The Heroic Age of Modern Dance

Martha Graham demonstrates for her students at the Bennington Festival in the 1930s

Martha Graham demonstrates for her students at the Bennington Festival in the 1930s

 Guide: Modern Dance in America

The period from about 1926-1942 is considered to be the golden era of dance in America. It was at this time the foundations of Modern dance were formulated and established and a vibrant canon of dance styles evolved.

Influenced by the new approaches to dance popularized by Denishawn, and ideas filtering in from the German Ausdruckstanz (“Expressionist dance”) movement, a few individuals—dancer/choreographers, as well as people who advocated and popularized their work—forged a repertory and methodology of dance that would be recognized as artistically legitimate by an enlightened public.

These “heroes” developed approaches to dance that would influence (and be reacted against by) the following generations to this day.

Some Notable Individuals:

  • Dance critic John Martin wrote for the New York Times from 1927 to 1962, and was instrumental in cultivating public appreciation of dance and developing a vocabulary for analyzing dance. He was especially crucial to the career of Martha Graham. His books include The Modern Dance.
  • Martha Graham is perhaps the most famous of all dancer-choreographers. For more, see my post on her 1935 dance Frontier.
  • Charles Weidman was Humphrey’s creative partner and one the first notable male dancers after Shawn. His choreography and dancing style was highly theatrical and at times comedic, containing elements of pantomime—a complementary contrast to Humphrey’s serious, abstract style. Some of his works dealt with social and political themes in metaphorical, generalized ways. In the 1950s, after the dissolution of the Humphrey-Weidman company, he choreographer for opera and broadway and remained active until 1975. Most of his works have not survived. [Watch a clip of a dance by Weidman on youTube.]
  • Helen Tamiris photographed by Man Ray

    Helen Tamiris photographed by Man Ray

    Helen Tamiris, trained in ballet, created dances that explored social issues and was among the first dancers to integrate influences from jazz and African-American culture, creating a suite of dances to Negro spirituals. She also choreographed for Broadway musical theatre. An energetic advocate of dance, founded the Dance Repertory Theatre and was key in establishing the Works Progress Administration’s Federal Dance Project, a government-funded effort to stimulate the creation of dance during the Great Depression. Tamiris believed in creating dance that would be relevant and politically motivating for the working class of America. [Watch a short clip of Tamiris dancing on DanceMedia.]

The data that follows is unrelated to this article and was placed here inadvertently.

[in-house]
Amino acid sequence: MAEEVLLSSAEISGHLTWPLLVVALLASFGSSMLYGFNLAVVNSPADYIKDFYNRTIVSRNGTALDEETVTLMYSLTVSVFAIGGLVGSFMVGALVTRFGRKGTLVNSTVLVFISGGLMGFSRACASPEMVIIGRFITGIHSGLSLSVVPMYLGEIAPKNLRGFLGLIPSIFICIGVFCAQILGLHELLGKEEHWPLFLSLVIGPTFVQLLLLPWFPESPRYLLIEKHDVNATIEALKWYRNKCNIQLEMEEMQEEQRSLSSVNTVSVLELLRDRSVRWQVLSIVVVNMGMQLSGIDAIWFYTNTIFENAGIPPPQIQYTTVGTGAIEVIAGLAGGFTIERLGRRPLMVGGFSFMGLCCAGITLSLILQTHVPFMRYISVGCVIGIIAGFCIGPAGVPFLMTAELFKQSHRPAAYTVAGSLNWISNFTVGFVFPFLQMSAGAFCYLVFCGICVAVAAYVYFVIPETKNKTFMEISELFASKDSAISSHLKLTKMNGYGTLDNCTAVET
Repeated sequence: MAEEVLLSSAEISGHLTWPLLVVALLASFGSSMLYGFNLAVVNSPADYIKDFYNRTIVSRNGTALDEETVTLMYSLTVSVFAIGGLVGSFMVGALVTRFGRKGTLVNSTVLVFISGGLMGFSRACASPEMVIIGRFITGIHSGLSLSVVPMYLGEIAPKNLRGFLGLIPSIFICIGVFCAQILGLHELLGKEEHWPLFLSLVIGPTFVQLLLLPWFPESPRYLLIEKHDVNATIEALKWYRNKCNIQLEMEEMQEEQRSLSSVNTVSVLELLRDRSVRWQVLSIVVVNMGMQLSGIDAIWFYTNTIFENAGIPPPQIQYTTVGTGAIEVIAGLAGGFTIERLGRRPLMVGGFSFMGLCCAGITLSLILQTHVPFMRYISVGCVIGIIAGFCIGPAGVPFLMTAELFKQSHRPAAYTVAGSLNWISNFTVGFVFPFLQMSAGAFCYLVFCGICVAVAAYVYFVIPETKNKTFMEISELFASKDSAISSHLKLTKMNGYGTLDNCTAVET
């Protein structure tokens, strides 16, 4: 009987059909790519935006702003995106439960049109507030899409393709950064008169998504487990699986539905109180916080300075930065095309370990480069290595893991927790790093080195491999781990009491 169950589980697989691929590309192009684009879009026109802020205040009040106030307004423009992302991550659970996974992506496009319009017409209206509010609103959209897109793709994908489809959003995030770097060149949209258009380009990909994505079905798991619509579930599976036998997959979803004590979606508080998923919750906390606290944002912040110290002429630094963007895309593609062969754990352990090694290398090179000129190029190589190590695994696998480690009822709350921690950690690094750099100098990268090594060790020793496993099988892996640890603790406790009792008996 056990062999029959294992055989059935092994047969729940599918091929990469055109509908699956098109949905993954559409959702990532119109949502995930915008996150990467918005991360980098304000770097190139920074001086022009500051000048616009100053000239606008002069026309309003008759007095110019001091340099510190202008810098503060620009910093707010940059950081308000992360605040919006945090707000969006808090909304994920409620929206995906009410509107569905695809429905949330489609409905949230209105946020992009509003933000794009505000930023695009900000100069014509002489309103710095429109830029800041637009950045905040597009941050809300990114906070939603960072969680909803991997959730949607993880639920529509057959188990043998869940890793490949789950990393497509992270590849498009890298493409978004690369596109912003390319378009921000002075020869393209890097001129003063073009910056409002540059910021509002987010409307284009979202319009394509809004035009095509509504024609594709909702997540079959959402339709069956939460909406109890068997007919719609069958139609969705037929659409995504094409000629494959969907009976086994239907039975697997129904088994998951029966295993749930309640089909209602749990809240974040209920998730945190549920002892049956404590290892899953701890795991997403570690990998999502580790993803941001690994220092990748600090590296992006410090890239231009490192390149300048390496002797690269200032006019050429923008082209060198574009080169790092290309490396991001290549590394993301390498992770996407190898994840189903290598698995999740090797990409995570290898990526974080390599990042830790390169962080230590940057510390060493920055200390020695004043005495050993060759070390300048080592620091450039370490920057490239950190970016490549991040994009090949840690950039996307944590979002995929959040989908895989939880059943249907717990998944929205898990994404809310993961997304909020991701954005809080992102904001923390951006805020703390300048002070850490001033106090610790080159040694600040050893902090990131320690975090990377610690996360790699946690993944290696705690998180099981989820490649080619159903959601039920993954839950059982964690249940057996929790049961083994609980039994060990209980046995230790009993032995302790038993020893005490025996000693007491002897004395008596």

• Mary Wigman was a German dancer of the Ausdrucktanz school whose ideas influenced American dancers, especially Martha Graham (generally indirectly, through writings). [Watch a clip on YouTube about Mary Wigman, with a clip of her iconic “Witch Dance”.] She established a dance school in New York, and selected Hanya Holm as the director. Holm was dancer/choreographer and a particularly influential teacher who cultivated technical mastery and individuality in her students. Her works represented a blend of her native German dance style, which she described as focused on personal emotional experience, and the American aesthetic, which she described as concerned with objective experiences and society. [Watch a short clip of a dance by Hanya Holm on YouTube.]

Some Important Places and Institutions:

  • Denishawn (founded 1915) was a precursor to the heroic age of dance. It was a dance company and training ground for young dancers founded by Ruth St. Denis and Ted Shawn. It became enormously commercially successful and was one of the most popular dance companies to have existed in America to date. Denis and Shawn created works somewhere in between commercial vaudeville-derived dance and concert dance (what we now think of as “Modern” dance). Denishawn created dances inspired by “exotic” cultures [Watch an “Indian” dance by St. Denis on YouTube], Americana dances, and “musical visualizations.”
  • Bennington Festival (1934-42) at Bennington College in Vermont. Graham, Humphrey, Weidman, and Holm taught dance students, and developed and performed new works. Followed by a similar program at Connecticut College, which has become the American Dance Festival at Duke University in North Carolina.
  • Dance Repertory Theatre was a New York City cooperative created by Helen Tamiris for dance companies present their works collaboratively. Graham and Humphrey-Weidman participated in the 1930s.

My main sources for this post are:

Mazo, Joseph H. Prime Movers: The Makers of Modern Dance in America. Princeton, 2000. pp. 13-34.
Reynolds, Nancy, and Malcolm McCormick. No Fixed Points: Dance in the Twentieth Century. Yale UP, 2003. pp. 1-10.

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